There’s no doubt that Edinburgh is a popular destination for travellers and expats alike. I’m so excited to be living in Auld Reekie once again, and I can’t wait to get out and explore these old streets even more. In the meantime, here are some of my favourite hidden gems and lesser known spots in Edinburgh.
Some of these you might find on longer lists of the top things to do in Edinburgh, but a few of them took me awhile to discover. These things may not rank as essential sights in Edinburgh if you’re only staying in the city for a short time, but they’re definitely worth getting off the beaten path for.
Restaurants, pubs, cafes, and bars on the canal in the north of Edinburgh wouldn’t be out of place in many European destinations, but for the very British buildings. What was once a bustling port area is now a great place for a night out or a daily stroll. If you want to get out of Edinburgh’s city centre and see what some of the rest of the city is like then I’d recommend a trip down to the Shore. I love Mimi’s Bakehouse in the day for their delicious cakes and the nearby Roseleaf for their unique brunches and cocktail teapots.
Not far away you can find a classic pub at Teuchters Landing with an outdoor area on the canal itself, and if upmarket is your style then there’s The Kitchin, with it’s Michelin Star. Who knew all these great places to eat were just to the north in Edinburgh, in such a pretty setting?! I think I came here once when I lived here on a working holiday visa. Now, it’s one of my favourite spots in Edinburgh.
Dunbar’s Close Garden
Tucked away off the Royal Mile is one of Edinburgh’s best secret spots. Dunbar’s Close Garden is towards the bottom of the Royal Mile, and it’s a welcome respite from one of Edinburgh’s busiest streets. You might miss these gardens that have been around since the 17th century if you didn’t know they were there because usually there’s just a simple gate and a small close leading to them. Next time you need a break as you walk between Edinburgh Castle and Holyrood Palace, keep an eye out for it.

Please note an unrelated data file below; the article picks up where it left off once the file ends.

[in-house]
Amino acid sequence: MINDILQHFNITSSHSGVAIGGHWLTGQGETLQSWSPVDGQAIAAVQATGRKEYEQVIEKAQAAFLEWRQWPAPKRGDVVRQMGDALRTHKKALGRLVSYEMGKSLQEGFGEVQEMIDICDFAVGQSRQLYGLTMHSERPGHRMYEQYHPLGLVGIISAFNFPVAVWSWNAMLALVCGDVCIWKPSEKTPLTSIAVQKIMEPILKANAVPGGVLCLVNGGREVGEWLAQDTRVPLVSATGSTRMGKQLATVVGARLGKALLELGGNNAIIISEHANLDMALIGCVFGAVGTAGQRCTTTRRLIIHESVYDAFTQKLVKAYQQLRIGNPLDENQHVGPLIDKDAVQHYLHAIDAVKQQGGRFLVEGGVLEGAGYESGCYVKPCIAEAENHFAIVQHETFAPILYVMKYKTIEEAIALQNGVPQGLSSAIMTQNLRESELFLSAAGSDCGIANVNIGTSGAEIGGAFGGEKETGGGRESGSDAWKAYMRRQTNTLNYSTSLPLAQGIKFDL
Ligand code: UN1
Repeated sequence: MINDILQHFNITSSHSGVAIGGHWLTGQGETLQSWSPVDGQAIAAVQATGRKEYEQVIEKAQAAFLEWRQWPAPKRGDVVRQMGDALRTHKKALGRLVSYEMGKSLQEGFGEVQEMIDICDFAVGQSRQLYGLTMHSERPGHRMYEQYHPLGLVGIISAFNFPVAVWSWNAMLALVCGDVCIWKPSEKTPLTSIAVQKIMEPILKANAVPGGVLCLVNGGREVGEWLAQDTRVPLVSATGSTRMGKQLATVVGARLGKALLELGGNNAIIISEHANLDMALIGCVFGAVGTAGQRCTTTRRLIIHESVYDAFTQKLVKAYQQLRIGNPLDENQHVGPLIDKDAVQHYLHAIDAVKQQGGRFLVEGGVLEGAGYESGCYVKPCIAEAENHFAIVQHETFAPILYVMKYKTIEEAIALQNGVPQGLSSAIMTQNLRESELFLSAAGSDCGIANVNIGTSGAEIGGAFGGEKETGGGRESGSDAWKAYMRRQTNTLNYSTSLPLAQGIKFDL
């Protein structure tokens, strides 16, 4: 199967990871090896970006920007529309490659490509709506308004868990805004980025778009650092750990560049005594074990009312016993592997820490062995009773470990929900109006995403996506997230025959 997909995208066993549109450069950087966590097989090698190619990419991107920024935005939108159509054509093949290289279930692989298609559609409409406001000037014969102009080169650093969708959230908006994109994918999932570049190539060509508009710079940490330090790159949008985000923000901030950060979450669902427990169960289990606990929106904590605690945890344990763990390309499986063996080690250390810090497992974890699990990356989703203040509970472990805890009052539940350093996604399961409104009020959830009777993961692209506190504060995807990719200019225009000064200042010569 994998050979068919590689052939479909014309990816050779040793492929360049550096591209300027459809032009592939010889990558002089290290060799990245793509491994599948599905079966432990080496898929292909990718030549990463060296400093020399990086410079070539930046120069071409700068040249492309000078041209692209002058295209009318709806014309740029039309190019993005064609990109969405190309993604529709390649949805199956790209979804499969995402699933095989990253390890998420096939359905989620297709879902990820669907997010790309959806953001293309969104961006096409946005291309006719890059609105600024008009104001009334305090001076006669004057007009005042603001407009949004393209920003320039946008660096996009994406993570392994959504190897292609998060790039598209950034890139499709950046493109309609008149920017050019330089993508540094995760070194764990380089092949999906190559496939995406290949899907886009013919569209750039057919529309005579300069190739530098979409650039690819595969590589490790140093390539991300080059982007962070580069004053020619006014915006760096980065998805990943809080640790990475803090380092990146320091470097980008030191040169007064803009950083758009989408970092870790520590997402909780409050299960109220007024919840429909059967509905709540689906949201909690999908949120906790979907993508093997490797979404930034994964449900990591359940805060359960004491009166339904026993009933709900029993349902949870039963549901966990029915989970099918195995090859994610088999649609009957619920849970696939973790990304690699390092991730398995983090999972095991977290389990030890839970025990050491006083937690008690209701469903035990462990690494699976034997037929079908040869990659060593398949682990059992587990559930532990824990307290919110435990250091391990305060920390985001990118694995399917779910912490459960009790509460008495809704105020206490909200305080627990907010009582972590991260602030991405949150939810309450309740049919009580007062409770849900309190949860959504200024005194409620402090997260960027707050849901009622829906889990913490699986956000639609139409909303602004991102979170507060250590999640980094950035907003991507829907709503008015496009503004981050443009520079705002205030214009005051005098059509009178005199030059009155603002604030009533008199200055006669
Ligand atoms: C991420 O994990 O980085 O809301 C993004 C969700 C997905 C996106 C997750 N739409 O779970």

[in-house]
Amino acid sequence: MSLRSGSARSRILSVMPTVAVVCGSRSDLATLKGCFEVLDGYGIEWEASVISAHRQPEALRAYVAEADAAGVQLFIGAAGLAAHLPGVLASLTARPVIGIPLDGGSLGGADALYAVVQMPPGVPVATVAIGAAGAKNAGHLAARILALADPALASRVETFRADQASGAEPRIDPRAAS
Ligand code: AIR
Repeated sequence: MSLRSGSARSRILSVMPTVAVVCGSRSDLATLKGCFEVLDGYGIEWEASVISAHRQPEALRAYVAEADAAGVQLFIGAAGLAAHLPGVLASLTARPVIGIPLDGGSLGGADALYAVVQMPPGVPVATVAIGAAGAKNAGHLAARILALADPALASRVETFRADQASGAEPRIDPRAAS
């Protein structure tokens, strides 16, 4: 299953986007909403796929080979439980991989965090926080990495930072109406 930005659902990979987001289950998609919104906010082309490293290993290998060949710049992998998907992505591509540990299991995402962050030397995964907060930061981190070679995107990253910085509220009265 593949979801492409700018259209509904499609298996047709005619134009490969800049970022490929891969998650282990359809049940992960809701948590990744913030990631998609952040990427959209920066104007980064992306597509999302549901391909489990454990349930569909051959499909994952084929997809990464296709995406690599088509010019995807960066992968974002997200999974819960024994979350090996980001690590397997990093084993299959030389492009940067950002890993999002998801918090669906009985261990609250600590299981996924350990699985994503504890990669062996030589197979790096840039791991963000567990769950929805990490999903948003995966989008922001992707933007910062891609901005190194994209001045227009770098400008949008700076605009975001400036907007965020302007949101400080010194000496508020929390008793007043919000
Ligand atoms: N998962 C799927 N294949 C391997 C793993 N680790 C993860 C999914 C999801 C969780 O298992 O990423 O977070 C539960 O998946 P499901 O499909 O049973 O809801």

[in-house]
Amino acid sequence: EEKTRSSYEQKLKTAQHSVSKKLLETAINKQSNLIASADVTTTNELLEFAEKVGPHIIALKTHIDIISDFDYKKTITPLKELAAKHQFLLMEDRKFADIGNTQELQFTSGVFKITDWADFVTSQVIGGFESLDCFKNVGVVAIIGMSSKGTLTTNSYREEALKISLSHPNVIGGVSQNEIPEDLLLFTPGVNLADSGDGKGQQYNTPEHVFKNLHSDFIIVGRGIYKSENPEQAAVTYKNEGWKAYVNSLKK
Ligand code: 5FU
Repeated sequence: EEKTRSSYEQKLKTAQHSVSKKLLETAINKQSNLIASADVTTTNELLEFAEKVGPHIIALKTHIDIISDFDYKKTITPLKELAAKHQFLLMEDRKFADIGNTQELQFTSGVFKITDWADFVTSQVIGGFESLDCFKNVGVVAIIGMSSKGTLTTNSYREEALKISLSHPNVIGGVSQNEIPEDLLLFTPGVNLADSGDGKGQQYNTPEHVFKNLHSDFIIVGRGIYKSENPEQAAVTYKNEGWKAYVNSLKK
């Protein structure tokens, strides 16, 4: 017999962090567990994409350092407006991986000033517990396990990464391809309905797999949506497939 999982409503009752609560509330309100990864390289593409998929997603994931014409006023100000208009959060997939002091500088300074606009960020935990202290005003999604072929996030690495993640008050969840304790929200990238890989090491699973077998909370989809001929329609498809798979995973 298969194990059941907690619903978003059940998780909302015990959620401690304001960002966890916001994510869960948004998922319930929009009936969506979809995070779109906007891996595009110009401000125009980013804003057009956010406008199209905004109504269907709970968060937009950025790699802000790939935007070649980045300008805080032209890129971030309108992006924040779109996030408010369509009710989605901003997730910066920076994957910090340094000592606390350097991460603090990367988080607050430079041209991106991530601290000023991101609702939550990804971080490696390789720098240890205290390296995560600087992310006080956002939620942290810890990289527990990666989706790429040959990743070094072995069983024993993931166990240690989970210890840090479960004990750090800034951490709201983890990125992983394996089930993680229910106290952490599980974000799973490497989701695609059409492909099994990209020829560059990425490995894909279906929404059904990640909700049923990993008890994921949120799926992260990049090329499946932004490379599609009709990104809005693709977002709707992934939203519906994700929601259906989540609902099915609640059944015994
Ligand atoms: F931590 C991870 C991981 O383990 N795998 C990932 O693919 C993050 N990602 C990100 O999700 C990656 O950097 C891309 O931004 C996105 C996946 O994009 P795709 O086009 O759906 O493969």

This may not be such a hidden gem of Edinburgh as the others as it’s become more well-known, but it’s still a welcome escape from the hustle and bustle of the busy Edinburgh centre. It’s just a 10 minute or so from the end of Princes Street, but it feels like a whole new place. It too used to be an industrial area, full of mills powered by the Water of Leith and old industrial buildings.
Some of these can still be seen today, most notably Well Court, which used to house the mill works. Take a walk down to this hidden gem to see yet another side of Edinburgh, and you’ll feel like you’ve been transported back in time.
Water of Leith
You might not realise it, but Edinburgh does have a river running through it, and it’s called the Water of Leith. It runs from the Pentland Hills to the port in Leith. The part that runs through Edinburgh goes through a variety of places, through Dean Village and Stockbridge and all the way down to the Shore.
Unless you love walking and want to get back to nature without having to get out of the city, you may not really come across the Water of Leith. It’s a great way to get between different areas of the city if you have the time though!
Head north of Princes Street and you’ll find yourself going down to a neighbourhood called Stockbridge. It’s another place that has all the charm of a village. It’s full of specialty shops, great cafes and restaurants. One of my favourite places to pop in for a drink is Hamilton’s Bar and Kitchen. On